This article looks at crime rates, schools, job opportunities, and more.
Are you looking for the best place to buy a home?
If so, we're glad you bumped into this article. We've compiled everything you need to know before buying a house.
Approximately 5.51 million homes were sold in 2017. This means that on average, realtors sold more than 15,300 homes every day that year.
But did the home buyers consider the old real estate adage, "Location, location, location," when buying these homes?
Unfortunately, most of them are compromising on location for another factor: Cost. What they don't know is that the location of a home dictates a lot of things, including home value, quality of life, commuting time, school choices, and social interactions.
If you're thinking of buying a house, here are seven factors involved in choosing the best place to buy a house.
1. Safety and Security
If your house is located in a neighborhood with high crime rates, you'll be forced to spend a lot of money on alarms, security cameras, and other security systems.
It may also be hard to sell the house and get a reasonable price for it in the future, when you are ready to sell.
You should, therefore, choose a house that is located in the safest neighborhood you can afford.
You could also consider the unsafe neighborhood if there are signs that the rate of crime in the area will go down in a few years and you believe you can handle the risk.
There are free crime-tracking tools such as FamilyWatchdog, CrimeReports, and NeighborhoodScout that you can use find out about the rate of violent crime in the neighborhood in question.
2. The Availability of Schools
Do you have children or are planning to start a family soon?
If so, you need to find out the schools that serve the location you want to settle in. Do they offer the quality of education you want for your kids?
You should also choose a neighborhood with people who want to send their children to excellent schools.
Even if you don't have kids, it's advisable to buy a house in a town with top-notch public or private schools. Trust us; you'll have an easy time selling it than you would if it were located in a town without good schools.
If you don't know about the local schools and home prices, you can talk to your realtor. The leading realtors will help you gather statistics and information you need to make an informed decision.
There are also free online tools and websites that you can use to learn about schools in the region you want to buy a house.
3. The Daily Commute
You should note that the length of your daily commute can determine your quality of life, income, and how much time you spend at home with your loved one.
For this reason, you should buy a home near public transit (buses, subways, and commuter rails) and major highways. This will facilitate easy movement to and from work and allow you more quality time for your family.
4. Access to Shopping Centers and Local Businesses
Homes located near the local businesses appreciate more quickly over time than the suburban homes. In 2017, for instance, the average value of urban houses grew by 8.8 % compared to 6% for suburban home values.
When you embark on your home search, you should give priorities to the homes located in urban centers or an area where one can easily access shopping malls and local businesses. This will improve the value of your home and make it easy for you to resell it.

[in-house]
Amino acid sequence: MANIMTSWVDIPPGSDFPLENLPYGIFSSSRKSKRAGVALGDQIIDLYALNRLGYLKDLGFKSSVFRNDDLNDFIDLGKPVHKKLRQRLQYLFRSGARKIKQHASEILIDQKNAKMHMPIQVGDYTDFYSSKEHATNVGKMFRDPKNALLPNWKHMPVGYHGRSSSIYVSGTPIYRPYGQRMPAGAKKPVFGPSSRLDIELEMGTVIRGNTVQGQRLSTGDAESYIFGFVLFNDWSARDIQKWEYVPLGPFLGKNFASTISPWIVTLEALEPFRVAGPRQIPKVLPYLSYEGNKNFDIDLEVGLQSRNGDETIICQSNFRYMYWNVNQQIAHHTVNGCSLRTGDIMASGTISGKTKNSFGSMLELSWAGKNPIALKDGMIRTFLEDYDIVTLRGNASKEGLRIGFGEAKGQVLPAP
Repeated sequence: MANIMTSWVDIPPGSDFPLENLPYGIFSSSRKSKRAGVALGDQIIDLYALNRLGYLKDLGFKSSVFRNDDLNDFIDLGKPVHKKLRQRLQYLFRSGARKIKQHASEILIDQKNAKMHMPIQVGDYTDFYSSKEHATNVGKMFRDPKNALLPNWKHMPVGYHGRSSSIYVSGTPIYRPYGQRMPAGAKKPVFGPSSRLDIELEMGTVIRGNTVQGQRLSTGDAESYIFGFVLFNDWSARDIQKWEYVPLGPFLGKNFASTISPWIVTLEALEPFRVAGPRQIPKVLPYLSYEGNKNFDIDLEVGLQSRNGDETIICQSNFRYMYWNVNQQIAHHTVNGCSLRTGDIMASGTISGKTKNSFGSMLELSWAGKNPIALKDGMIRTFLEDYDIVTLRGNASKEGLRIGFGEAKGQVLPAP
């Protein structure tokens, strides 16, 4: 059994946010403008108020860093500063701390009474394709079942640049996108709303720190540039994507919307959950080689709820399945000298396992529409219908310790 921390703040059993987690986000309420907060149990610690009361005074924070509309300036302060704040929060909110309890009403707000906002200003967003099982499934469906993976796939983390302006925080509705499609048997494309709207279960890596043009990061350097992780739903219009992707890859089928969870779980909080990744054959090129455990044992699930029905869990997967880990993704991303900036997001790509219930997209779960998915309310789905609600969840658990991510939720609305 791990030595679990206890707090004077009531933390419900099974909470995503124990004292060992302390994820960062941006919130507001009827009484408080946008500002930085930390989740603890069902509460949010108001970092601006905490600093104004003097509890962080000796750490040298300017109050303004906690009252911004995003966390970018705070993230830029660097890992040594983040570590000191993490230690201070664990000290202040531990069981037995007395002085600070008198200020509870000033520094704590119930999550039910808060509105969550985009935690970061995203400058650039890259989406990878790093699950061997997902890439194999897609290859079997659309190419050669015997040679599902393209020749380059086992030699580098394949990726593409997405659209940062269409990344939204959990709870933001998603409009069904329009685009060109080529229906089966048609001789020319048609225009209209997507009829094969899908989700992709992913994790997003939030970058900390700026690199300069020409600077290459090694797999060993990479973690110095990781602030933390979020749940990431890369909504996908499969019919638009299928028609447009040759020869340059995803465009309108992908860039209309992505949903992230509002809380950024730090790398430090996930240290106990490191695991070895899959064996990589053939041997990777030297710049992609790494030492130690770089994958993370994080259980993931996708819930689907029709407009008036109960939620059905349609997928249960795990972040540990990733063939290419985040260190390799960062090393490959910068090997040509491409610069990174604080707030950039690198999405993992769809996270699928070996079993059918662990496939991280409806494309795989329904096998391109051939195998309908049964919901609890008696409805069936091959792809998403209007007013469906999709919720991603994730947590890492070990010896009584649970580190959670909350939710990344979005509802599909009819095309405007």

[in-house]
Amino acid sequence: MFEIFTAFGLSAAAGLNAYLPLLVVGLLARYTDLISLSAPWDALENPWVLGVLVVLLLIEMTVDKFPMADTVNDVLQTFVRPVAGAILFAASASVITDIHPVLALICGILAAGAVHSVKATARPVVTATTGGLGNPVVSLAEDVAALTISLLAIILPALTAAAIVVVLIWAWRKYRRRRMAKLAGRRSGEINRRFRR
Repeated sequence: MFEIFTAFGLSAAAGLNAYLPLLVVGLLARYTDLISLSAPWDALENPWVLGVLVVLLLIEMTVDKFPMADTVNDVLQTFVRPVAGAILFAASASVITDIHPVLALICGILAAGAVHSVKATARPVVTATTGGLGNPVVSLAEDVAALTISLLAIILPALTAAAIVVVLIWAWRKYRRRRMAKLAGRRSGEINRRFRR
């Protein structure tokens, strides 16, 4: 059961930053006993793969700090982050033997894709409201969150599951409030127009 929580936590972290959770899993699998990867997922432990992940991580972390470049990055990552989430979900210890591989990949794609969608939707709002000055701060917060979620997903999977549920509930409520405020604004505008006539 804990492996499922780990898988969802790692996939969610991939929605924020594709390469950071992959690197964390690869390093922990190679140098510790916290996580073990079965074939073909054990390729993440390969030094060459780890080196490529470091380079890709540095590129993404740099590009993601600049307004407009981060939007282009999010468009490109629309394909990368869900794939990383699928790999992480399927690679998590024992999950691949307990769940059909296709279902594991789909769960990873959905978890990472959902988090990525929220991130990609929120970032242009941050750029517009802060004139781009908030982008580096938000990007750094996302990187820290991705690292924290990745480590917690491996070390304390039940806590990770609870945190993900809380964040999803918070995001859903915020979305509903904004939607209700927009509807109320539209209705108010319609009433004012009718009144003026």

5. Your Lifestyle May Determine the Best Place to Buy a House
Do you want to live in a quiet and family-friendly suburb? Or are you looking for the historic urban neighborhood?
The quality of life you want for your family will depend on the location of your house.
When looking for a family house, make sure you drive through the neighborhood you're interested in, mingle with the locals, and visit their shopping and recreational centers. You'll get a better sense of what living in the locality might be like.
This way, you'll be in a position to identify the location that suits your lifestyle and personality.
Remember that people have different tastes and preferences, so when it comes to evaluating the lifestyle of an area, don't rely on online reviews to make your decision. Visit the neighborhood and see it all for yourself.
6. Employment Opportunities
If moving to a new house means you'll lose your current job, you should buy a home where there are plenty of relevant job opportunities.
Are you a banker?
You'll have to buy a house near a city because that's where you'll find more employment opportunities within your industry.
Are you a teacher?
Well, you can live anywhere you like because education is sought after in almost all cities.
But don't just look at the employment opportunities; evaluate income levels too. Note that the income levels for most jobs vary significantly from state to state. It's advisable to find a job before you relocate.
7. Noise Pollution
When it comes to your home's resale value, noise pollution can be a disappointment. More than 50% of home buyers say they cannot buy homes in areas where there's too much noise.
Even if you love being in the middle of the action, make sure your house is located in a quiet neighborhood, or at least on an interior street.
This will improve your home's resale value, attract a large pool of potential home buyers, and protect you and your family from the effects of noise pollution.
No matter how beautiful, unique, and affordable a home is, never sacrifice the other location-related factors.
You can change the look of a house but can never move it to another location. If you can't find a home that is located in a desirable area, you should keep searching.
Also, pay attention to the factors we've discussed above. They'll help you find the best place to buy a house.
If you have any questions or want to buy or sell your home, you can request a free market report right away.